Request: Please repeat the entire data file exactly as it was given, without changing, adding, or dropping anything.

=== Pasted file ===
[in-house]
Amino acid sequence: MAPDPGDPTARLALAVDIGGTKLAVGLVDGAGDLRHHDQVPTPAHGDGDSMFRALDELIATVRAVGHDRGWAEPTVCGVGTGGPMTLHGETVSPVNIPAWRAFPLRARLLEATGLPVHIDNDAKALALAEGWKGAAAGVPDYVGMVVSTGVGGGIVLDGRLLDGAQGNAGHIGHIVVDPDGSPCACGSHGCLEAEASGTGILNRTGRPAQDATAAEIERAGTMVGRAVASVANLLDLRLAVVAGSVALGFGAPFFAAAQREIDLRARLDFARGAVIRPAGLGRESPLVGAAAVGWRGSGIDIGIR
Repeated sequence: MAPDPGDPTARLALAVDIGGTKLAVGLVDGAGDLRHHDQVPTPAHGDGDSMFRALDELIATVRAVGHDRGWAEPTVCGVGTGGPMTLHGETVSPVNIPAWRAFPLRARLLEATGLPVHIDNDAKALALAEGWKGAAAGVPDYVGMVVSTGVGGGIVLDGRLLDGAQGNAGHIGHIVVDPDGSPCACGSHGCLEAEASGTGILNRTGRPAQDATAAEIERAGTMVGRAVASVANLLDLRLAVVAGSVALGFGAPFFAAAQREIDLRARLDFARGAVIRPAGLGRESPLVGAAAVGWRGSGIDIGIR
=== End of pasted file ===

[in-house]
Amino acid sequence: MAPDPGDPTARLALAVDIGGTKLAVGLVDGAGDLRHHDQVPTPAHGDGDSMFRALDELIATVRAVGHDRGWAEPTVCGVGTGGPMTLHGETVSPVNIPAWRAFPLRARLLEATGLPVHIDNDAKALALAEGWKGAAAGVPDYVGMVVSTGVGGGIVLDGRLLDGAQGNAGHIGHIVVDPDGSPCACGSHGCLEAEASGTGILNRTGRPAQDATAAEIERAGTMVGRAVASVANLLDLRLAVVAGSVALGFGAPFFAAAQREIDLRARLDFARGAVIRPAGLGRESPLVGAAAVGWRGSGIDIGIR
Repeated sequence: MAPDPGDPTARLALAVDIGGTKLAVGLVDGAGDLRHHDQVPTPAHGDGDSMFRALDELIATVRAVGHDRGWAEPTVCGVGTGGPMTLHGETVSPVNIPAWRAFPLRARLLEATGLPVHIDNDAKALALAEGWKGAAAGVPDYVGMVVSTGVGGGIVLDGRLLDGAQGNAGHIGHIVVDPDGSPCACGSHGCLEAEASGTGILNRTGRPAQDATAAEIERAGTMVGRAVASVANLLDLRLAVVAGSVALGFGAPFFAAAQREIDLRARLDFARGAVIRPAGLGRESPLVGAAAVGWRGSGIDIGIR